Deaf Children Feel the Vibes of Symphony

April 26, 1987|DAVID HALDANE | Times Staff Writer

LONG BEACH — The wooden floor of the gymnasium at Hughes Junior High School vibrated last week with the strains of Beethoven, Mozart and Bizet. On it--divided into two separate sessions--sat about 500 hearing-impaired children who otherwise might not have heard a thing.

"The loud music felt like you were driving over a bumpy road and the soft music felt like you were floating on water," declared Stefanie Ellis, 11, speaking in sign language through an interpreter.

It was exactly the kind of reaction that teachers had hoped for as they came from districts throughout Los Angeles and Orange counties for the special concert by the Long Beach Symphony Orchestra.

"The vibrations help them feel the music," explained Kathy Williams, a teacher at Venado and Deerfield elementary schools in Irvine. "The rhythms and patterns are related to their speech, and I think it's a source of enjoyment for them. If you don't bring deaf students to this kind of thing, they don't even know it exists."

Murry Sidlin, the orchestra's music director, said he first became interested in giving concerts for hearing impaired persons about six years ago, partly out of fascination with the career of Ludwig Van Beethoven who composed some of the world's greatest music despite being deaf.

"My love for music is so great that I just don't want it to be unavailable for these kids because of an accident of birth," said Sidlin, who estimates that he has performed for more than 5,000 deaf children since 1981 both in Long Beach and in New Haven, Conn., where he conducts another orchestra.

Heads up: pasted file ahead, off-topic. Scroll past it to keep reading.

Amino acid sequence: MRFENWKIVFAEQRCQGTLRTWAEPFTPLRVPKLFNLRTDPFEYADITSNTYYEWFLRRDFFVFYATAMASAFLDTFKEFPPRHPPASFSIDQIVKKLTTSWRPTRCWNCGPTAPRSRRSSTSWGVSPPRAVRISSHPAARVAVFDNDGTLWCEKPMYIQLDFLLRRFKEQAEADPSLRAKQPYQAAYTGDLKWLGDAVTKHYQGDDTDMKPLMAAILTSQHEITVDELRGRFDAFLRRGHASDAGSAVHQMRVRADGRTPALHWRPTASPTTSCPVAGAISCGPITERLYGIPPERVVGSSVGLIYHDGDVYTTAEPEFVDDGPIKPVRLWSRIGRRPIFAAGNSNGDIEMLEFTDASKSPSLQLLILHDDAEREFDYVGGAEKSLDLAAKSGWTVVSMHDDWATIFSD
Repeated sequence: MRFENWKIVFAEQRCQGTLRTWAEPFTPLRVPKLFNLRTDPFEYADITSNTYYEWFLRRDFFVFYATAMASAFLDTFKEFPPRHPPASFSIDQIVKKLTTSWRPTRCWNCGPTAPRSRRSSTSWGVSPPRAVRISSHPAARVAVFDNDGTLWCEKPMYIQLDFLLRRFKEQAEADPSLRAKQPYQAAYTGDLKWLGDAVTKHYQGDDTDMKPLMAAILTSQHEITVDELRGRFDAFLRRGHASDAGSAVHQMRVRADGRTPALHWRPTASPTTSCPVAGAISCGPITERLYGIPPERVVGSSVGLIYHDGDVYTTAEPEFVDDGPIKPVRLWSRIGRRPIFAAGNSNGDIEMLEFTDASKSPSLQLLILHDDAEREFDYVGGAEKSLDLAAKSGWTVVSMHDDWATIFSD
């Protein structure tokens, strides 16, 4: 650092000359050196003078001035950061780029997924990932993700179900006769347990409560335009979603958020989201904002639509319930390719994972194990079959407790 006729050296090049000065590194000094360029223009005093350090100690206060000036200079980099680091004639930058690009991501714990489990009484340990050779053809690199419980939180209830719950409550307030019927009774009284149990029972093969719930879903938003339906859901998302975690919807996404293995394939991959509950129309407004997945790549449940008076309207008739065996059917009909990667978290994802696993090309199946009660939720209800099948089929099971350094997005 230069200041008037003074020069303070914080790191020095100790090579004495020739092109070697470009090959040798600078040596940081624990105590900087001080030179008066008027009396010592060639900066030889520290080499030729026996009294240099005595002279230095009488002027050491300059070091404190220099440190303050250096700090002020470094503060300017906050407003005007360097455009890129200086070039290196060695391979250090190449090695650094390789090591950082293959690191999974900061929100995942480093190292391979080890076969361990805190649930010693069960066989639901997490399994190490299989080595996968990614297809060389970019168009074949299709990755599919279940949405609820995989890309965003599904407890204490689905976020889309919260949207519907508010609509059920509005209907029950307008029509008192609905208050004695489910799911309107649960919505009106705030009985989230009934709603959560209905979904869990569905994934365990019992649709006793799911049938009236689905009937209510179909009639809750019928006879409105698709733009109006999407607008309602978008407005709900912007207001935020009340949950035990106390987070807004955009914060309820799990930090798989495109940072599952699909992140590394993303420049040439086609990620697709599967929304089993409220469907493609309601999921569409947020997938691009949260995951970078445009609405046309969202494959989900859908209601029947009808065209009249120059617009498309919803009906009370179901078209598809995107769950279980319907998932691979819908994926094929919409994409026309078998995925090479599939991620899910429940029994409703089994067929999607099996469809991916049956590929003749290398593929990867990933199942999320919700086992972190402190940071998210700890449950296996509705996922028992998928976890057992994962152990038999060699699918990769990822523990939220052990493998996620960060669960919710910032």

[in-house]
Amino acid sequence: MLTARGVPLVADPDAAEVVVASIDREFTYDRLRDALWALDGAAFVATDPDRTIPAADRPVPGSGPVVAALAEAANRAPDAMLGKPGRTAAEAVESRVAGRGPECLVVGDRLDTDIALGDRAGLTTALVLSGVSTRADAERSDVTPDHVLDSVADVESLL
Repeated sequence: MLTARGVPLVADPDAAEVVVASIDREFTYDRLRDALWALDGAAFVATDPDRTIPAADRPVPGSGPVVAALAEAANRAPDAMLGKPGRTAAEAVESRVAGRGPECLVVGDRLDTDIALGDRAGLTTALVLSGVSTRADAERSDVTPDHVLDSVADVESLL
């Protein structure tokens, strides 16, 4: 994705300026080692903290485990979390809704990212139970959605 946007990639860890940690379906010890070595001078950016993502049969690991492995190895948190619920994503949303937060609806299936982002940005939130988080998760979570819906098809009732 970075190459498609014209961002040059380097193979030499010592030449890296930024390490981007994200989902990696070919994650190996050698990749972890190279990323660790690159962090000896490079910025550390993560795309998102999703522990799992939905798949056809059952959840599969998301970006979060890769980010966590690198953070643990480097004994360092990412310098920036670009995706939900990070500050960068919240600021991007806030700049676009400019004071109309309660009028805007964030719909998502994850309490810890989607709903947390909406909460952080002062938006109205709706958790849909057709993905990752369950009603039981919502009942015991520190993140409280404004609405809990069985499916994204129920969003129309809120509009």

Besides picking up on the vibrations, he said, deaf children are very attuned to the visual aspects of an orchestral performance--the graceful rise and fall of the violinists' bows, the rhythmic intake and exhalation of the wind instrument players' breaths and the silent language of the hands and face with which the conductor communicates his musical intentions.

"Most of us go to a concert, close our eyes and don't notice," Sidlin said. "These kids don't close their eyes. There is an artistic method that I am certain can be perceived on some level."

Indeed, seated on the gym floor among the musicians, the children seemed to be using every sense available to them as some reached out to touch a vibrating instrument or two, registering on their faces the surprise and delight of the resulting sensation.

Included in the program were pieces by Beethoven, Bizet, Mozart, Copland and Tchaikovsky, all strung together in a medley featuring individual instruments and explained by a singing narrator as interpreters translated everything into sign language.

"I liked the clarinet best," announced Maria Luisa, 12, at the end of the concert after marching out with her peers to the beat of a piece by John Philip Sousa. "It felt softer."

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